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Archive for Kessina Lee

When I last wrote about the Oregon Shellfish Initiative, the bill to create it was working its way through the 2015 legislative session. House Bill 2209 passed both houses and was signed by the Governor, and a whole new phase of work began. The bill created the Oregon Shellfish Task Force, an 11-member group charged with producing a report to the 2017 Legislature with recommendations related to shellfish in Oregon. The issues to be addressed by the Task Force include creating an efficient permitting process for shellfish growers–eliminating regulatory overlap and gaps where possible and encouraging communication among regulatory agencies, establishing best management practices for cultivated shellfish in Oregon, protection and restoration of wild and native shellfish stocks for conservation as well as recreational harvest, supporting ocean acidification research in collaboration with shellfish growers, and assessing the socioeconomic impacts of commercial and recreational shellfish on Oregon’s coastal communities.

Around this same time, my term as the Oregon Sea Grant Legislative Fellow was coming to an end. Fortunately for me, I was able to move across the street to the Governor’s staff offices and into the position previously occupied by the fabulous Kaity Goldsmith as the Natural Resource Policy Fellow working on ocean and coastal issues. Though the Governor’s office doesn’t have an official role with the Task Force, I’ve been able to support the work in an unofficial capacity, providing an informational presentation at the first meeting, and meeting with committee staff to provide background information and help ensure that interested stakeholders are at the table.

The Task Force convened in November and has been meeting approximately every other month. The fourth meeting is coming up next week, and this halfway point in their process seems like a good time to weigh in on their work to date. After an initial organizational and informational first meeting in November to bring up to speed those TF members who were new to the conversation, the January meeting was held at Hatfield Marine Science Center in Newport and focused on shellfish research in Oregon, particularly related to the effects of ocean acidification and changing ocean conditions on oysters and other bivalves. The meeting also included a tour of the research facilities at HMSC where Oregon State researchers Chris Langdon and Burke Hales research the effects of changing ocean chemistry, including Dr. Langdon’s Molluscan Broodstock Program which aims to select oyster broodstock that is resistant to increased CO2, temperature, and other fluctuations. The third meeting, held in Salem at the Capitol, focused on the role of federal and state agencies in the shellfish industry, as well as conservation concerns related to wildstock and native oysters. Representatives from several federal and state agencies discussed their role in permitting and regulating the shellfish industry in Oregon. It was a very productive meeting, with some agencies presenting efforts they are already making to simplify the permitting process, and several others bringing recommendations for opportunities to increase inter-agency collaboration and communication in order to make the process more efficient. Dr. Bill Hanshumaker, Oregon Sea Grant Chief Scientist, also presented to the Task Force on work Sea Grant will be doing to support development of a coordinated statewide program to support Oregon aquaculture, expansion of new and existing shellfish operations through reduced regulatory barriers, and supporting shellfish aquaculture operations in being more diversified and sustainable in the nearshore, offshore, and estuary environments.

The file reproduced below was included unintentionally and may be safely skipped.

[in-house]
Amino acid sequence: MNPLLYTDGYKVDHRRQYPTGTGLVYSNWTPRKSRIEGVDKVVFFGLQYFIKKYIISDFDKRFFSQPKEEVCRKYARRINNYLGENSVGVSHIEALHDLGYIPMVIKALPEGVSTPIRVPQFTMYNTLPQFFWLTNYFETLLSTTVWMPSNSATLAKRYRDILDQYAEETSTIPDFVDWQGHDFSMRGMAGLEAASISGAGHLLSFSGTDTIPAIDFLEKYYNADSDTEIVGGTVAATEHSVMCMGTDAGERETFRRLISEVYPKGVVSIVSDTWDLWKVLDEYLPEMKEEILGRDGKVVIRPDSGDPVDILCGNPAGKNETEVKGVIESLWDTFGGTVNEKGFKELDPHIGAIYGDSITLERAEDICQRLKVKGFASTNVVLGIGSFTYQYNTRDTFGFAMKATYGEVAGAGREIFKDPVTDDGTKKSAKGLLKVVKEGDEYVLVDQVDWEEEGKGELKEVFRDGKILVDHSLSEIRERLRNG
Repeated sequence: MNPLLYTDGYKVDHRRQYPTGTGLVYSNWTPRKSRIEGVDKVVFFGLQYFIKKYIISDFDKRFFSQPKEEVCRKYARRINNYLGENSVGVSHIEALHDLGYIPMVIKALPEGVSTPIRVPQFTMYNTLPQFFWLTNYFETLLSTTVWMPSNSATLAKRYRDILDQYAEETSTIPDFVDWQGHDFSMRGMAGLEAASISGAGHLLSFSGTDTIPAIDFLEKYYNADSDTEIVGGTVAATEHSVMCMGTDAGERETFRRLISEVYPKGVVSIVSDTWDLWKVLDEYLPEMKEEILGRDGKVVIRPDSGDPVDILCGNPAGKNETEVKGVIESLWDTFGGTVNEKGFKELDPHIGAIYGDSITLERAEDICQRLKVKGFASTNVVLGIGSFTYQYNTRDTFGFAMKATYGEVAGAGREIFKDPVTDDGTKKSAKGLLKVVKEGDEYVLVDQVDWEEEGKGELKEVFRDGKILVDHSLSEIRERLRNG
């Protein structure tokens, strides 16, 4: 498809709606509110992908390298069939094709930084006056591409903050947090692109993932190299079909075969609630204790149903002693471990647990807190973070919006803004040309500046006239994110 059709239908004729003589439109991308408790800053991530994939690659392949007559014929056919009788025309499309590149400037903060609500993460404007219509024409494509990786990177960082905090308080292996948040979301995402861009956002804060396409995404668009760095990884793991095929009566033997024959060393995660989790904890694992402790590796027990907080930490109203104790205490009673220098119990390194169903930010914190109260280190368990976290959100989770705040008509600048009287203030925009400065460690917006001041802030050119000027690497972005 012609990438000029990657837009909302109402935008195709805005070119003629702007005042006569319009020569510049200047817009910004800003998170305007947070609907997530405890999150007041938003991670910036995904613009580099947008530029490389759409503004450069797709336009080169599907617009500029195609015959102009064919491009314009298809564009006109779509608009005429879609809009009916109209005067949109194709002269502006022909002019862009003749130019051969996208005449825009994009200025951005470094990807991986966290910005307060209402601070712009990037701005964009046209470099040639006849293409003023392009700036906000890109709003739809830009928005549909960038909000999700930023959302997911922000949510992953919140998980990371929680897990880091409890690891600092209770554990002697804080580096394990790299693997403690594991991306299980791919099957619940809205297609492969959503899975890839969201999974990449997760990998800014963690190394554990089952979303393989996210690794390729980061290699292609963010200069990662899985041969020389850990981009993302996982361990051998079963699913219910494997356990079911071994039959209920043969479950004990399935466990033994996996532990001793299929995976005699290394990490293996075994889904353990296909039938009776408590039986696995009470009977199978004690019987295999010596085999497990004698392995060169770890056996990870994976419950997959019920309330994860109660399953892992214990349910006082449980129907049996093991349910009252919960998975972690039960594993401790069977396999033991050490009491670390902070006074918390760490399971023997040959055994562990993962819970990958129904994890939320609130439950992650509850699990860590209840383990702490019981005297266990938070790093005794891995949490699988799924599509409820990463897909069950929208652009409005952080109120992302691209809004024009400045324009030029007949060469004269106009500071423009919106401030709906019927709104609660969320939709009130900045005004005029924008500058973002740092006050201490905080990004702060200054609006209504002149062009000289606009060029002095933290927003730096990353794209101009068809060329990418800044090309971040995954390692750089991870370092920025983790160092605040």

On a related note, I was invited to represent Oregon in a Shellfish Initiatives session at the World Aquaculture Society triennial conference in Las Vegas in February. The session was kicked off by Michael Rubino, director of NOAA Fisheries Office of Aquaculture in Silver Spring, Maryland, who gave an update on the National Shellfish Initiative, introduced in 2011. The presentations then started with Alaska and proceeded south with Washington, Oregon, and California, and then to the Gulf states and up the East Coast including Maryland, Rhode Island, and Connecticut. It was fascinating to hear where other states are in their Shellfish Initiative process and how they’re approaching supporting their shellfish industries. It was also the first time I had a clear sense of where Oregon falls in this larger context, and I was pleased to note that we are right in step with the other states–not as far along as Washington, Maryland, and Rhode Island, all of whom started before we did, but further along than other states who haven’t had the support of legislators like our Coastal Caucus who have really helped drive this process.

I do work on other issues besides shellfish, but it’s been great to have the continuity with this effort for the last sixteen months or so, and to see the  results taking shape.